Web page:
Skip to main content

Fetal aortic valvuloplasty: first report of two cases from Saudi Arabia

Abstract

Background

Fetal aortic stenosis may progress to hypoplastic left heart syndrome (HLHS), which carries a poor prognosis. We report two infants with fetal aortic stenosis successfully treated with fetal aortic valvuloplasty (FAV) using balloon dilatation.

Case presentation

Of five fetuses with aortic stenosis fulfilling the FAV criteria of severe aortic stenosis with a left ventricular length Z-score of ≥ − 2, retrograde flow in the transverse aortic arch, left-to-right flow across the foramen ovale, monophasic mitral inflow, and significant left ventricular dysfunction, we obtained permission for FAV in two fetuses. FAV was performed successfully under echocardiographic guidance using balloon dilatation. Both fetuses survived to birth. During FAV, mild pericardial effusion developed when introducing the stylet needle in the second fetus, and this resolved within 48 h. No intraprocedural complications occurred in the first patient, and no maternal complications occurred. The first infant underwent the Ross procedure after birth and is currently 7 years old and doing well. The second patient underwent aortic and mitral valve repair with endocardial fibroelastosis resection approximately 2 weeks after birth, which temporarily addressed the mitral valve stenosis; high doses of inotropes were subsequently required. The infant died of sepsis at 2 months of age.

Conclusion

FAV using balloon dilatation to treat fetal aortic stenosis was successful in our two patients, with subsequent neonatal biventricular repair resulting in long-term survival in one patient and death secondary to sepsis in the second patient.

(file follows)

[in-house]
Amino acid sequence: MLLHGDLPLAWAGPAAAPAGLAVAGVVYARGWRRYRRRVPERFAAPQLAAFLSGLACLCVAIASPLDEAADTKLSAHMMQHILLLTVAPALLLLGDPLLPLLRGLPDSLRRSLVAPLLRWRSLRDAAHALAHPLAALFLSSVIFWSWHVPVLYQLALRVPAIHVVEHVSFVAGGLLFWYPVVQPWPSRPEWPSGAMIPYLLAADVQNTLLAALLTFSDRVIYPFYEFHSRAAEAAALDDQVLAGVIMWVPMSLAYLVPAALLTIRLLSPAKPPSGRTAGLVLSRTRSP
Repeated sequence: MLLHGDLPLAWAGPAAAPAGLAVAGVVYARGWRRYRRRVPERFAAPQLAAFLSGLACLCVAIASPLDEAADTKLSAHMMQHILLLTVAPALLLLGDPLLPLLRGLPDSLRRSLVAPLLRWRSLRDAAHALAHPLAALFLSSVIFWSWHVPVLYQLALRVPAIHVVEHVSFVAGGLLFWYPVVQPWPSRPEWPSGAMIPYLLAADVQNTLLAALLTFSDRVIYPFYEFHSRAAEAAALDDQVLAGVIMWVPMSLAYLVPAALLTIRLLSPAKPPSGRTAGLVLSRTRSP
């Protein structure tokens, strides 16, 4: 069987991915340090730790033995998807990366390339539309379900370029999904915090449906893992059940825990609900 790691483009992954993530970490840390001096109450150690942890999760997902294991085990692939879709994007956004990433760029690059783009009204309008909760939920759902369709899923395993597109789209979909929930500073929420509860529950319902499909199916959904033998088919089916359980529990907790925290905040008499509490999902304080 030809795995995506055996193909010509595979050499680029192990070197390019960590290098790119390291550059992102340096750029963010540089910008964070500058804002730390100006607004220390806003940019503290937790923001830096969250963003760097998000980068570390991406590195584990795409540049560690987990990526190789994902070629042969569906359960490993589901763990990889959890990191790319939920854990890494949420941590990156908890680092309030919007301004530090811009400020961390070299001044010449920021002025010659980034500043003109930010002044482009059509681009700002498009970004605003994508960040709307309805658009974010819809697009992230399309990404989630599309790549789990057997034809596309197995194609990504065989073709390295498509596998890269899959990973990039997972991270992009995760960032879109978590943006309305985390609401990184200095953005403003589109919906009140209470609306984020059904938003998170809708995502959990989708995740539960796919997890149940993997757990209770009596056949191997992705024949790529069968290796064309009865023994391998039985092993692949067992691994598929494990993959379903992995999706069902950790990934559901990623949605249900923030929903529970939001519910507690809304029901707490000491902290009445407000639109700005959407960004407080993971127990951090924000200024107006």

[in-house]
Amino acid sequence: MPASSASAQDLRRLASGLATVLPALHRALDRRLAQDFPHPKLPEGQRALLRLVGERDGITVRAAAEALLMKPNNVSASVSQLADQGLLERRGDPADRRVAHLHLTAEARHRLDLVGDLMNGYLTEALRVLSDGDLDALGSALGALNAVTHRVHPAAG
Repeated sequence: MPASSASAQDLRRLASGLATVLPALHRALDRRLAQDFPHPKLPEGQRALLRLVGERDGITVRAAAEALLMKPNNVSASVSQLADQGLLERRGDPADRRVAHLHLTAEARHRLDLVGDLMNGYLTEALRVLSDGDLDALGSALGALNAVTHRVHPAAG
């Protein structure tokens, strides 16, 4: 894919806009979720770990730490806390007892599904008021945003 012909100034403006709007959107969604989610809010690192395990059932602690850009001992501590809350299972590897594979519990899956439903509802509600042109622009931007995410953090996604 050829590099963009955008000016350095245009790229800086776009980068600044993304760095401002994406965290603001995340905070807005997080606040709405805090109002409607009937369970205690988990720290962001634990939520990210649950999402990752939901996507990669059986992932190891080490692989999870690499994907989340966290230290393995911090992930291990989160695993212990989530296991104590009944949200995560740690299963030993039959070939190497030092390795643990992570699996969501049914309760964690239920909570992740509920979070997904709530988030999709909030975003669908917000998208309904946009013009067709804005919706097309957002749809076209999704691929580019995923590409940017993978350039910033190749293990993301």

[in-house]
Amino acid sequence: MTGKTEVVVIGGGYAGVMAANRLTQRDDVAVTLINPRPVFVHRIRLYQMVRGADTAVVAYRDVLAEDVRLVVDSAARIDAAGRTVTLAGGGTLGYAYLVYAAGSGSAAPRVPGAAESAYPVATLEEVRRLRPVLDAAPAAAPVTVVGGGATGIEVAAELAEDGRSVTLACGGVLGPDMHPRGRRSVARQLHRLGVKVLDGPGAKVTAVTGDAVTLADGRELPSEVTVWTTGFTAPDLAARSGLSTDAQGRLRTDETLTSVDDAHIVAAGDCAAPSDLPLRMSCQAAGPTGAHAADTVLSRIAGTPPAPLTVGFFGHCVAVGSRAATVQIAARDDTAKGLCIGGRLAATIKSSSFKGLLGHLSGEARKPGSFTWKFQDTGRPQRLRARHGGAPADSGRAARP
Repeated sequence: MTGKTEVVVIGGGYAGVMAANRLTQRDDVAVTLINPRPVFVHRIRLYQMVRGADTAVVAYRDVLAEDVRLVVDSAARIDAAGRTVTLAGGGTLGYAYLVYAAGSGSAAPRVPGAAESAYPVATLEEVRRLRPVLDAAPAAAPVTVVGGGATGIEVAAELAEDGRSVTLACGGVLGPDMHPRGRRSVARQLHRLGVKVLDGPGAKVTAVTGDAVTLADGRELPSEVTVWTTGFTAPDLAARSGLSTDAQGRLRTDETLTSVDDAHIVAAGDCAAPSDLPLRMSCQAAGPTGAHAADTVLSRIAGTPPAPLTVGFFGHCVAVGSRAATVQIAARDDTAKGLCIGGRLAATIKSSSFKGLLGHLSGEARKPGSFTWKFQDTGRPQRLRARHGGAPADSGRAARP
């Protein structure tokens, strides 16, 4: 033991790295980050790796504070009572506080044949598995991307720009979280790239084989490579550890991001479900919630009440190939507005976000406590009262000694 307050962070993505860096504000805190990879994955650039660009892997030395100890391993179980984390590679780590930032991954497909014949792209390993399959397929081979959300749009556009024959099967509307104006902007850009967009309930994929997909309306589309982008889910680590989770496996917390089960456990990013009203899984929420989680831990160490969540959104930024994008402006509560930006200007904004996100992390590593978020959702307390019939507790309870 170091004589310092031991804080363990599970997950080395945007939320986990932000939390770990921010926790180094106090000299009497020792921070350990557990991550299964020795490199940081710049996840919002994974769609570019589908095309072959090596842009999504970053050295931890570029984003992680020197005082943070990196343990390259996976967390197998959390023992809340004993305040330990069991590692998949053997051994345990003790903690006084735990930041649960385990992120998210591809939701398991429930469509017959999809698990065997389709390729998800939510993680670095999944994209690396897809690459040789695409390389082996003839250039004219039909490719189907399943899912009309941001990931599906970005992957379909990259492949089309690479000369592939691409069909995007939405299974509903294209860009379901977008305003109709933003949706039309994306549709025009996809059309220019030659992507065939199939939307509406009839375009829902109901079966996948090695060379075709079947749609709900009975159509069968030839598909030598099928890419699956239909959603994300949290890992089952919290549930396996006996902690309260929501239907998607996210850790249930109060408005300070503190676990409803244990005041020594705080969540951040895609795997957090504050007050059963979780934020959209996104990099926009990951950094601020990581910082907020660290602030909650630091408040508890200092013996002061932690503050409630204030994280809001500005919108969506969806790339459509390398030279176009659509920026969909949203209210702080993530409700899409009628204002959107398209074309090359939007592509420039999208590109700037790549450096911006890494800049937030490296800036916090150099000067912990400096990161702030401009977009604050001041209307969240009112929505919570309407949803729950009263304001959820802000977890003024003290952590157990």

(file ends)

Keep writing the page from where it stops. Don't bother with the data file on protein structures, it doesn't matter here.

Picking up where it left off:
Peer Review reports

Background

Hypoplastic left heart syndrome (HLHS) occurs in up to 3% of infants with congenital heart disease and is considered the main cause of death in this population [1]. The syndrome is a spectrum of left heart growth abnormalities in which the left heart is unable to support cardiac output. The underlying mechanisms are controversial, although there is strong evidence for a genetic component in a small subset of patients. This is consistent with a multifactorial etiology. In some cases, HLHS is established early in pregnancy [1]. In other cases, however, HLHS develops secondary to severe aortic stenosis (AS) in mid-gestation. The left ventricle (LV) is usually initially normal, but as gestation progresses, the LV may become dilated with impaired function. This further decreases the potential growth of the LV, leading to HLHS [2, 3].